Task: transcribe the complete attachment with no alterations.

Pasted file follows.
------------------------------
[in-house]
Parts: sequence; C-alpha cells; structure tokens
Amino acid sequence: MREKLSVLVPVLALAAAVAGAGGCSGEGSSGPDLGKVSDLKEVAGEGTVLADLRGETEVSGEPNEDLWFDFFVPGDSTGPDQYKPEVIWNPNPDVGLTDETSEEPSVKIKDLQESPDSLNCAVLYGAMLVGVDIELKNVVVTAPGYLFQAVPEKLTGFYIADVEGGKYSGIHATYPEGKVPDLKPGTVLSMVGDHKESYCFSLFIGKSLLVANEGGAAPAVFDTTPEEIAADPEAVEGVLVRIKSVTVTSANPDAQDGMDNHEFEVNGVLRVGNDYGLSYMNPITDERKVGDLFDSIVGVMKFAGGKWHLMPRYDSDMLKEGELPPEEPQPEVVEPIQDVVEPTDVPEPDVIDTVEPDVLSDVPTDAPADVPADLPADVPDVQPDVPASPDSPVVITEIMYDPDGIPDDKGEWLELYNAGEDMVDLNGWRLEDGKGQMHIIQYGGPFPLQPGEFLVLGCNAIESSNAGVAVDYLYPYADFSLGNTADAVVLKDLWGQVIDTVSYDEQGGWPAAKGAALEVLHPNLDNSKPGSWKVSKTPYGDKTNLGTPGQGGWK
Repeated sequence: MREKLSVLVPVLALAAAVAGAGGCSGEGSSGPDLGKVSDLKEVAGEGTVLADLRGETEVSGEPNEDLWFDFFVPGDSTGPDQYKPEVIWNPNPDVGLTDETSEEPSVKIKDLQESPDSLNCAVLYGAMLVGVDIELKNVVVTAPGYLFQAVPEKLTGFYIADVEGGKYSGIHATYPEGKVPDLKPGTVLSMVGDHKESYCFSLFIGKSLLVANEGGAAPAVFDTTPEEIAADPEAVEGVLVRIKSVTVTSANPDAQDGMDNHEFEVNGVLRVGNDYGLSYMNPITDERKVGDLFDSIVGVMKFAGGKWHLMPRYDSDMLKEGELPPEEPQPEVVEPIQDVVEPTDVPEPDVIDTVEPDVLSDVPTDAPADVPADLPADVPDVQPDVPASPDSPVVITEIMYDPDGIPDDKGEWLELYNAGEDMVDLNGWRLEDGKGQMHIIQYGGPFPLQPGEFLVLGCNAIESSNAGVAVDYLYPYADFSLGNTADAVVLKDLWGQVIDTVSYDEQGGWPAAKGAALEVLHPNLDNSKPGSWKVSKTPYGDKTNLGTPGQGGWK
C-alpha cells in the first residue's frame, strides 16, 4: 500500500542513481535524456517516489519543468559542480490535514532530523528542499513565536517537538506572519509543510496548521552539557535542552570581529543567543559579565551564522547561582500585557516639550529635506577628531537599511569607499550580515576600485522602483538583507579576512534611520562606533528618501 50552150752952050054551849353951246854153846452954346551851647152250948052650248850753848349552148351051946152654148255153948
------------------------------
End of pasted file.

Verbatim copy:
[in-house]
Parts: sequence; C-alpha cells; structure tokens
Amino acid sequence: MREKLSVLVPVLALAAAVAGAGGCSGEGSSGPDLGKVSDLKEVAGEGTVLADLRGETEVSGEPNEDLWFDFFVPGDSTGPDQYKPEVIWNPNPDVGLTDETSEEPSVKIKDLQESPDSLNCAVLYGAMLVGVDIELKNVVVTAPGYLFQAVPEKLTGFYIADVEGGKYSGIHATYPEGKVPDLKPGTVLSMVGDHKESYCFSLFIGKSLLVANEGGAAPAVFDTTPEEIAADPEAVEGVLVRIKSVTVTSANPDAQDGMDNHEFEVNGVLRVGNDYGLSYMNPITDERKVGDLFDSIVGVMKFAGGKWHLMPRYDSDMLKEGELPPEEPQPEVVEPIQDVVEPTDVPEPDVIDTVEPDVLSDVPTDAPADVPADLPADVPDVQPDVPASPDSPVVITEIMYDPDGIPDDKGEWLELYNAGEDMVDLNGWRLEDGKGQMHIIQYGGPFPLQPGEFLVLGCNAIESSNAGVAVDYLYPYADFSLGNTADAVVLKDLWGQVIDTVSYDEQGGWPAAKGAALEVLHPNLDNSKPGSWKVSKTPYGDKTNLGTPGQGGWK
Repeated sequence: MREKLSVLVPVLALAAAVAGAGGCSGEGSSGPDLGKVSDLKEVAGEGTVLADLRGETEVSGEPNEDLWFDFFVPGDSTGPDQYKPEVIWNPNPDVGLTDETSEEPSVKIKDLQESPDSLNCAVLYGAMLVGVDIELKNVVVTAPGYLFQAVPEKLTGFYIADVEGGKYSGIHATYPEGKVPDLKPGTVLSMVGDHKESYCFSLFIGKSLLVANEGGAAPAVFDTTPEEIAADPEAVEGVLVRIKSVTVTSANPDAQDGMDNHEFEVNGVLRVGNDYGLSYMNPITDERKVGDLFDSIVGVMKFAGGKWHLMPRYDSDMLKEGELPPEEPQPEVVEPIQDVVEPTDVPEPDVIDTVEPDVLSDVPTDAPADVPADLPADVPDVQPDVPASPDSPVVITEIMYDPDGIPDDKGEWLELYNAGEDMVDLNGWRLEDGKGQMHIIQYGGPFPLQPGEFLVLGCNAIESSNAGVAVDYLYPYADFSLGNTADAVVLKDLWGQVIDTVSYDEQGGWPAAKGAALEVLHPNLDNSKPGSWKVSKTPYGDKTNLGTPGQGGWK
C-alpha cells in the first residue's frame, strides 16, 4: 500500500542513481535524456517516489519543468559542480490535514532530523528542499513565536517537538506572519509543510496548521552539557535542552570581529543567543559579565551564522547561582500585557516639550529635506577628531537599511569607499550580515576600485522602483538583507579576512534611520562606533528618501 50552150752952050054551849353951246854153846452954346551851647152250948052650248850753848349552148351051946152654148255153948